By testing the effects of four of the major structural (N, P, M, G), and the sole nonstructural (NV), genes from VHSV-IVb and IHNV-M in a series of transient transfection studies, we were able to gain insight into the comparative efficacy of each genes ability to modulate general or innate immune gene transcription in different teleost host backgrounds. Our data suggest that the effects of the Novirhabdovirus M and NV proteins remain the most robust modulators of host response measures in the teleost cell lines used in this study. Beyond these two genes, the potential roles of other viral components have not been thoroughly assessed across a range of host cells using optimized transfection-plasmid construct procedures. As such, we feel that these studies add to our understanding of host-virus interactions in this important family of fish viruses and pave the way forward for further comparative studies using optimized in vitro procedures.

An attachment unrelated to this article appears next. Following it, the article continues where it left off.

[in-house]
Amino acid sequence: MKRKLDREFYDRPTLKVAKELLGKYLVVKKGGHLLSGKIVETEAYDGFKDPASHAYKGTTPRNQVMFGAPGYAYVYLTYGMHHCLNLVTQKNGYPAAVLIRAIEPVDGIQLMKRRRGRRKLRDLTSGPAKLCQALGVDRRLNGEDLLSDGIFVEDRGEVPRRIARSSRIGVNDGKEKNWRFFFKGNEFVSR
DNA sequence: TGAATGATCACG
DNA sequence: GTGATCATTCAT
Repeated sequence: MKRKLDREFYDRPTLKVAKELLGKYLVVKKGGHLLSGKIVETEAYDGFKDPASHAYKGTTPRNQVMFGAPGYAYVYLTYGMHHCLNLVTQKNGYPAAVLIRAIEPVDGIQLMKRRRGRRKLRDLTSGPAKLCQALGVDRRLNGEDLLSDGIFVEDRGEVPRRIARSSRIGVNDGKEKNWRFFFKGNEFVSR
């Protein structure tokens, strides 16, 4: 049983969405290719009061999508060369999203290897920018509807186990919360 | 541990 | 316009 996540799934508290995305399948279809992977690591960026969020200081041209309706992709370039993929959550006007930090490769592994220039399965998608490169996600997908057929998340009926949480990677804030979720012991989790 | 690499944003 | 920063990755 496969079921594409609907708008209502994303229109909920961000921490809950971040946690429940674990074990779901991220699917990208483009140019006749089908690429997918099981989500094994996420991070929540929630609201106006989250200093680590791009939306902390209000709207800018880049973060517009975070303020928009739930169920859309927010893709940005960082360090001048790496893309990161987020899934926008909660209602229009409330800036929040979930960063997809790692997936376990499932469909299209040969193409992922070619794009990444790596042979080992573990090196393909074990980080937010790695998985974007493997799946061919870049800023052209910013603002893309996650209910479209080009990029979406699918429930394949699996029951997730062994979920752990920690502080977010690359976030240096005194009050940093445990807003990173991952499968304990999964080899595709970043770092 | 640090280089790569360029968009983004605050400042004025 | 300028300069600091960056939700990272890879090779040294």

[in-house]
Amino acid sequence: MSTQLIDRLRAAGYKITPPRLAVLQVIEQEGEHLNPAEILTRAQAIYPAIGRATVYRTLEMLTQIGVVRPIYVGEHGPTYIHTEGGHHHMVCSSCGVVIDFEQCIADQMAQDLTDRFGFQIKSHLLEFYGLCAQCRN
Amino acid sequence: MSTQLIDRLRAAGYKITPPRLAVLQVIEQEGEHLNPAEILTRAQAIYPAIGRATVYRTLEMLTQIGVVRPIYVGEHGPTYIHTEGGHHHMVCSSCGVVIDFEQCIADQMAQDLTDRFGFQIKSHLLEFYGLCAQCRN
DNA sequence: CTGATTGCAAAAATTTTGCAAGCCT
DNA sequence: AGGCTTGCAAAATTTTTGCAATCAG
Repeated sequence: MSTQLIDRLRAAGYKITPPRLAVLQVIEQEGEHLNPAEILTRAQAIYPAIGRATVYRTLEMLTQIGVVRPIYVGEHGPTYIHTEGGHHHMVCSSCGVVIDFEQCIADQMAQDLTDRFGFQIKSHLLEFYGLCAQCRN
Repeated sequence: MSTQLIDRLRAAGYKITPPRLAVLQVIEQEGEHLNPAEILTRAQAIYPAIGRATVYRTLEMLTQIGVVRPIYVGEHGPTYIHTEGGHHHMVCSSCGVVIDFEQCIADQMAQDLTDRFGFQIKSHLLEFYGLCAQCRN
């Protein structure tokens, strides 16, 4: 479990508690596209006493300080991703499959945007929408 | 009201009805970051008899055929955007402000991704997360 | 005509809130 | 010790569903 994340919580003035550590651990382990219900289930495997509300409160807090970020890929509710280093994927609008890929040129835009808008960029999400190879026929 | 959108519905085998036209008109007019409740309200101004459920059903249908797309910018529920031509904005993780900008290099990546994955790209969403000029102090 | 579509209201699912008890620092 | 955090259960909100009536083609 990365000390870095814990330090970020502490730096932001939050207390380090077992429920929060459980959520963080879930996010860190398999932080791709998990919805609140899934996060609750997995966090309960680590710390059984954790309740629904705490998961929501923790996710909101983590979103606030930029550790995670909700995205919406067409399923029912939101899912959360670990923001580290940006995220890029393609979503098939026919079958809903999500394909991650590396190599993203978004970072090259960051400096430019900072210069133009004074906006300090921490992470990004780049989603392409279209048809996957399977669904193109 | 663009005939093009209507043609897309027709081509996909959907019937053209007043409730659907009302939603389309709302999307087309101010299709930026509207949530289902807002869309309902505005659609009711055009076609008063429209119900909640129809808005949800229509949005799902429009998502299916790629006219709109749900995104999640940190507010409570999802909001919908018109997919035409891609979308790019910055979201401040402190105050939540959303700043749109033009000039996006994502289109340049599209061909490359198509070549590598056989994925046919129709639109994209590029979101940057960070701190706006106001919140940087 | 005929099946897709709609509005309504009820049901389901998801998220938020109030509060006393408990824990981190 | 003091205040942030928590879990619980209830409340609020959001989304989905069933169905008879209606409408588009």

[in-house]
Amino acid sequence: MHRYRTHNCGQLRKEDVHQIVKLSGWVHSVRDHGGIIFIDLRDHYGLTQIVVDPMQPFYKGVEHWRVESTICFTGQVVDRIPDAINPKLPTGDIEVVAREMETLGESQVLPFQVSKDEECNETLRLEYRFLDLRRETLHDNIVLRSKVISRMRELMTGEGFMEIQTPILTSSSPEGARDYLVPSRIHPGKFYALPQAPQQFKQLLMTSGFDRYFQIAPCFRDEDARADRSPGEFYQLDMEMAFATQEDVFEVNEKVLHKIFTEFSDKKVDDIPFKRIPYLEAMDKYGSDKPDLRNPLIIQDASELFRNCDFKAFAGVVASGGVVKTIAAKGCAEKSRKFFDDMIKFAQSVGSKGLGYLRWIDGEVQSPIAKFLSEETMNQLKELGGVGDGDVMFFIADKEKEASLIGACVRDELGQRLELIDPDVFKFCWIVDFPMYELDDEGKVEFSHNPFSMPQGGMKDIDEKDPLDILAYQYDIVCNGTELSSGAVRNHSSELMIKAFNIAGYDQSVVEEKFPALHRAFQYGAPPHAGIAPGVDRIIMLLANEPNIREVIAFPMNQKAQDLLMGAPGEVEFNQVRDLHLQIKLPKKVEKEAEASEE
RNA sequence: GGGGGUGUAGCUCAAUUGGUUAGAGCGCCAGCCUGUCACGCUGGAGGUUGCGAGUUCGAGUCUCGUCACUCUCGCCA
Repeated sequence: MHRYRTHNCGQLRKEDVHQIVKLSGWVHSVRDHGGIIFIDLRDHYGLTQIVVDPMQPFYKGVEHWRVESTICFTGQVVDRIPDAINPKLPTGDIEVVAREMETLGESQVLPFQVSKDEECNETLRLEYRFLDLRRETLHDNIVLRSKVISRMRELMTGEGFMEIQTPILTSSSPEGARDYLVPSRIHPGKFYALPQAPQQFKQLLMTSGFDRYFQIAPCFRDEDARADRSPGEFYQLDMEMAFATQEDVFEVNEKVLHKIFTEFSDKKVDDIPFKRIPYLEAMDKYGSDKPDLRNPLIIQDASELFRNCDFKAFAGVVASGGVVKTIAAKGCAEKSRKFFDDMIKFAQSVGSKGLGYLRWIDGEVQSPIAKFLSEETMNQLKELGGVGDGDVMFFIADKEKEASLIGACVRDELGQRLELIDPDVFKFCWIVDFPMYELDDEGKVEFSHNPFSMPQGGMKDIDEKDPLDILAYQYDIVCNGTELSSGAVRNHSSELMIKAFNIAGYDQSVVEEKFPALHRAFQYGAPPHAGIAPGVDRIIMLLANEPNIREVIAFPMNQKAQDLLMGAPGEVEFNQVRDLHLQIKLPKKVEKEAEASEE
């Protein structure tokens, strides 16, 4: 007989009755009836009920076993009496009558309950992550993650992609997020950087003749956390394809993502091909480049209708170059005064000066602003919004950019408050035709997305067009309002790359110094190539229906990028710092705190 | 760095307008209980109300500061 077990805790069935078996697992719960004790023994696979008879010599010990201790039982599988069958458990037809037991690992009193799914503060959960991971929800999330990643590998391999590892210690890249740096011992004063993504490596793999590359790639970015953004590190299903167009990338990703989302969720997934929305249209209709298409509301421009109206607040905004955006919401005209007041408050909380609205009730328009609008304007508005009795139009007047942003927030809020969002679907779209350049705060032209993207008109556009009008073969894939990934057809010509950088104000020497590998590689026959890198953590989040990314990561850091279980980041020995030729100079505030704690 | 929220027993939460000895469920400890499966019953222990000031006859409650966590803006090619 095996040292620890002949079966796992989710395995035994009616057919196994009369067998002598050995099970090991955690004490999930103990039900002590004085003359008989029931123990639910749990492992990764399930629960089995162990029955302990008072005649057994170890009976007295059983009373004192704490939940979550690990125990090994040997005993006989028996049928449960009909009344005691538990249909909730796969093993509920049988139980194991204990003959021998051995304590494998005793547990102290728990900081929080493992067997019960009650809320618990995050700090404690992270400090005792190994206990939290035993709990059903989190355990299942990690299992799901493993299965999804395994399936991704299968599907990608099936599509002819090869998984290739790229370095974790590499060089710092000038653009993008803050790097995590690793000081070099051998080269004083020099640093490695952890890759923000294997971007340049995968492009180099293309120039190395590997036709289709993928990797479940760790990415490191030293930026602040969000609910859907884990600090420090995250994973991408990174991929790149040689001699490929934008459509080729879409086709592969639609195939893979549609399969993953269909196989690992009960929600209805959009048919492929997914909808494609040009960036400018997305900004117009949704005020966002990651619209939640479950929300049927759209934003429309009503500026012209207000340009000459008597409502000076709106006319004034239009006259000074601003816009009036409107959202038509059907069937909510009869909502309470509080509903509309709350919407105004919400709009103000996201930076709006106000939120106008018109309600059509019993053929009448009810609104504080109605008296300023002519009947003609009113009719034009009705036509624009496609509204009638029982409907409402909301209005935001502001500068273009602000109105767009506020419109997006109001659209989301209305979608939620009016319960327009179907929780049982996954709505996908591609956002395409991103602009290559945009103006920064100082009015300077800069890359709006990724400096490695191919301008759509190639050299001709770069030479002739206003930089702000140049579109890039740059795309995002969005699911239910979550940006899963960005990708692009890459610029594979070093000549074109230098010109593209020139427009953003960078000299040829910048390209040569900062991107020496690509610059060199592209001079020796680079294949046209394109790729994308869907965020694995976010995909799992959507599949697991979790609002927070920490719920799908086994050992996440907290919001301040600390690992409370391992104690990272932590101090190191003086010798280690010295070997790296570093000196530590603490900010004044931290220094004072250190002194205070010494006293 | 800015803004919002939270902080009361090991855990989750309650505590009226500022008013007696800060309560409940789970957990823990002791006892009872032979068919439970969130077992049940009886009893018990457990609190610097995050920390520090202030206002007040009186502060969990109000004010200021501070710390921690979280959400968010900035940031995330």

As mentioned, previous work had focused on M protein’s anti-host actions. Long known to perturb transcription [34], recent studies have focused on the mechanism of action of the Novirhabdovirus M gene, confirming that VHSV M potently suppressed transcription in a manner reminiscent of M from mammalian Rhabdoviruses [35, 71]. The studies also demonstrated that M protein’s viral packaging function could be separated genetically from its anti-host actions [35], similar to vesicular stomatitis virus (VSV) M protein [72]. Consistent with the above body of literature, M significantly reduced host transcription in most cells tested and under most conditions in our studies. Although some variability was observed across cell types tested, which is as expected, the most consistent effects were obtained with VHSV and IHNV M proteins. Interestingly, M from these two related novirhabdoviruses elicited similar effects on transcription across different host types. M from both IHNV and VHSV-IVb suppressed both constitutive transcription and transcription associated with the Type I IFN pathway. Although a few experiments failed to discern a significant impact of M on transcription (VHSV M in BF-2 and IHNV M in RTG-2), these were associated more with the post-transfection sampling time point (e.g. 48 hpt) than the biology, since later time points routinely showed potent suppression (data not shown). Although the observed transcriptional inhibition by VHSV and IHNV M were predicted based on prior reports, these new data demonstrate the broad spectrum of conditions under which the effect can be observed, including both natural and unnatural hosts (salmonid and non-salmonid cell lines).